I very likely learned the word “hypocrisy” when I studied for the SATs in high school, but it was a fitting description for what I was seeing in the Adult world. I felt like Adults had unrealistically high expectations of me and my younger cohort, but didn’t manage to live up to those aspirations themselves. You know, telling us kids to be good, be kind, be respectful and then not abiding their own admonishments. It was a slow, disheartening learning experience to see the repeated cycle of Adults telling us kids one thing and doing the exact opposite themselves. It felt unfair, it seemed wrong, but there was nothing I could do about it because I was “just a kid.” So, I pledged to never become a hypocritical Adult myself.
I’ve come to accept that my decades-younger-Pleasant Progressive-self would likely be disappointed in the Adult me. I do occasionally fall into the easy traps of hypocrisy, the worst of which is lamenting the Youth Of Today (YOT). While I’m half joking, the YOT lament does get at a broader issue of perceived laziness—something that has permeated even my own understanding of the difference between being an Adult and being a YOT. Finish the sentence: “kids these days…” and it very likely has something to do with a shortcoming, idleness, or lack of drive. Adults tend to think that YOT are lazy (at worst) or under-motivated (at best) and should be doing a better job of having their lives and (future) responsibilities figured out.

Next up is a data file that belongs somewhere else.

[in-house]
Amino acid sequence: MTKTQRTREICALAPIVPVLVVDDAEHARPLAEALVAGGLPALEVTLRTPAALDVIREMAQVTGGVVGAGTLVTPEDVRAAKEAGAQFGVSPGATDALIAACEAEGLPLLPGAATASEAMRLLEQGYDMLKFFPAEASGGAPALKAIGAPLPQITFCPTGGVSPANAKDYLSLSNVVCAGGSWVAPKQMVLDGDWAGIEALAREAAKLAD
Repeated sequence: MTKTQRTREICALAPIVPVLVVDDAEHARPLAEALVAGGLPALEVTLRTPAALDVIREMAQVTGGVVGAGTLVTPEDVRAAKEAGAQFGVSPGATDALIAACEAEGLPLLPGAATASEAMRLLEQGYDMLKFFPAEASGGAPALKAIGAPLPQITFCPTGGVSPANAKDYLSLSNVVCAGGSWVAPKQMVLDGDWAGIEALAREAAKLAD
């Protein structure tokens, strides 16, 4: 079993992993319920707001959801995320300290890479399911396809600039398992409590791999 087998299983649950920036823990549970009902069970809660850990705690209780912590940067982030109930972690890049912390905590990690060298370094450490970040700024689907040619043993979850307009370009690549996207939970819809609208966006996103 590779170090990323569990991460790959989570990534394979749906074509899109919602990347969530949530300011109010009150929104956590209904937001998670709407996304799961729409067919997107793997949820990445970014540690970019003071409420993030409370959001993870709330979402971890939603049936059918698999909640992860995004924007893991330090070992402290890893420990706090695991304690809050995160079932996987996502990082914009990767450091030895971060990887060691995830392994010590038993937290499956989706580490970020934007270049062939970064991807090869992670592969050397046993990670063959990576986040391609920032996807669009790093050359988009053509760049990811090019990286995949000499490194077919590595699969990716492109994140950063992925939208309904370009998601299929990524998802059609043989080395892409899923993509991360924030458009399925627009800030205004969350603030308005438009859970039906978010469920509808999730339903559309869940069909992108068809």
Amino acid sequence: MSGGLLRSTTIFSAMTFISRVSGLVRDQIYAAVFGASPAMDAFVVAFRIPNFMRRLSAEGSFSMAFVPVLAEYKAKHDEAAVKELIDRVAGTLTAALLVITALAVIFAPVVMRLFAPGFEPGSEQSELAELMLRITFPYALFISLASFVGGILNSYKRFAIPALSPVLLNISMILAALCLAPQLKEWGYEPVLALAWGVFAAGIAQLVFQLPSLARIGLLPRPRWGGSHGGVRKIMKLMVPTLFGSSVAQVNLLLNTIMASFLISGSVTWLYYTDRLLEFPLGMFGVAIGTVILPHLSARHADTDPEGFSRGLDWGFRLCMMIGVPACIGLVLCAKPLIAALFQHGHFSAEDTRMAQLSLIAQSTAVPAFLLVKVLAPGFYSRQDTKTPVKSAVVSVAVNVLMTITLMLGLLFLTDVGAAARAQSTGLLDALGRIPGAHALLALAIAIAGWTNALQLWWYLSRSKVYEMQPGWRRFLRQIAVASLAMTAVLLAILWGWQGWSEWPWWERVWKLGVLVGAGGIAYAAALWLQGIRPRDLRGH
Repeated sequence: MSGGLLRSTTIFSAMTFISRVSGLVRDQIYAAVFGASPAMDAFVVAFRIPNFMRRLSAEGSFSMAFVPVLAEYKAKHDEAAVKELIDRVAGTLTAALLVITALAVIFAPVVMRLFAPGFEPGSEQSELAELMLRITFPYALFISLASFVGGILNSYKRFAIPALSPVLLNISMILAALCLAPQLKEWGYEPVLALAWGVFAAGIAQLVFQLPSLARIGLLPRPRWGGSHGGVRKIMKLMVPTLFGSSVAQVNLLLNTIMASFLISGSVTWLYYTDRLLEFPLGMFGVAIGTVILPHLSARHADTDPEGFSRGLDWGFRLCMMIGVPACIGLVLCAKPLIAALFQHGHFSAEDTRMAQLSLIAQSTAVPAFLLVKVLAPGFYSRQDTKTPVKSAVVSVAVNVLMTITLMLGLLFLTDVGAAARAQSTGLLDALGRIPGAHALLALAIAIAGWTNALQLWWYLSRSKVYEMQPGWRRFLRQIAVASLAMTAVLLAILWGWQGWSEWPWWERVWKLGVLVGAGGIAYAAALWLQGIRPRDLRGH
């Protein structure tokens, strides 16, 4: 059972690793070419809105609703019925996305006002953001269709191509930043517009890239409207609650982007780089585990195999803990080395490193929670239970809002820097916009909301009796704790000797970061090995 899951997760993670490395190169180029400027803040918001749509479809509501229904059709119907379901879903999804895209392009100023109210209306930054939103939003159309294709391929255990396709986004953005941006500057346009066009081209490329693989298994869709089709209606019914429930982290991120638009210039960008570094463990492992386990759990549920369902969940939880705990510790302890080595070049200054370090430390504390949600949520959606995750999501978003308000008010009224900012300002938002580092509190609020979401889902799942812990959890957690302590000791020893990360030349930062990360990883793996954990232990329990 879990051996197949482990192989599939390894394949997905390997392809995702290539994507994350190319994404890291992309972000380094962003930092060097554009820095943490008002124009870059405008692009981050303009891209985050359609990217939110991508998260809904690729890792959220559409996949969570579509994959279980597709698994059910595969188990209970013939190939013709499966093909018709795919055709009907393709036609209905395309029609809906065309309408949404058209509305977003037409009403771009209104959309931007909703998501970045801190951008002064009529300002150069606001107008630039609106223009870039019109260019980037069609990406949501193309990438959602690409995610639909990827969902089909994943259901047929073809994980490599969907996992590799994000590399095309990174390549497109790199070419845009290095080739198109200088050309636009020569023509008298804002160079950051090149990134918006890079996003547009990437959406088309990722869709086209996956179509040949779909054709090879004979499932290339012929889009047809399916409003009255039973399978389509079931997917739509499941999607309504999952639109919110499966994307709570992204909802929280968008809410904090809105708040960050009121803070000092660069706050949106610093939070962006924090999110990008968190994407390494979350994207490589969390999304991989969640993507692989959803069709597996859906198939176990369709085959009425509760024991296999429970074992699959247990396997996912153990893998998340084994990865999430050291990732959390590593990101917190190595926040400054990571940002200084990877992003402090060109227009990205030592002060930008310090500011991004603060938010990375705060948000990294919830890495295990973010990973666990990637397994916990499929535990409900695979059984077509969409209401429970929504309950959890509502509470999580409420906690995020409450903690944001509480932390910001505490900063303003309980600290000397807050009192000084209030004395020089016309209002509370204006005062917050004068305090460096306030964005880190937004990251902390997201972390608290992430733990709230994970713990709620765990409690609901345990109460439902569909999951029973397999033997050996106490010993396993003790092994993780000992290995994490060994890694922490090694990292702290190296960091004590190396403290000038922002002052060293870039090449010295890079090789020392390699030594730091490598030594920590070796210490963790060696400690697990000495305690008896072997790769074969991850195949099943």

Perhaps my redeeming Adult quality is that I can see the hypocrisy in this YOT lamenting, even if I’m the one doing it. Sure, some YOT are spoiled, over-coddled kids who would benefit from a series of “life lessons” about “hard work.” Some YOT need more structure, should contribute more to their communities, and most of them should stop making such bad music listening choices (I joke!). But the narrative of “kids these days” takes responsibility for children away from Adults—and that in itself is just a big bowl of hypocrisy soup. Adults—not YOT—have proven themselves totally incompetent at improving the lives of America’s children.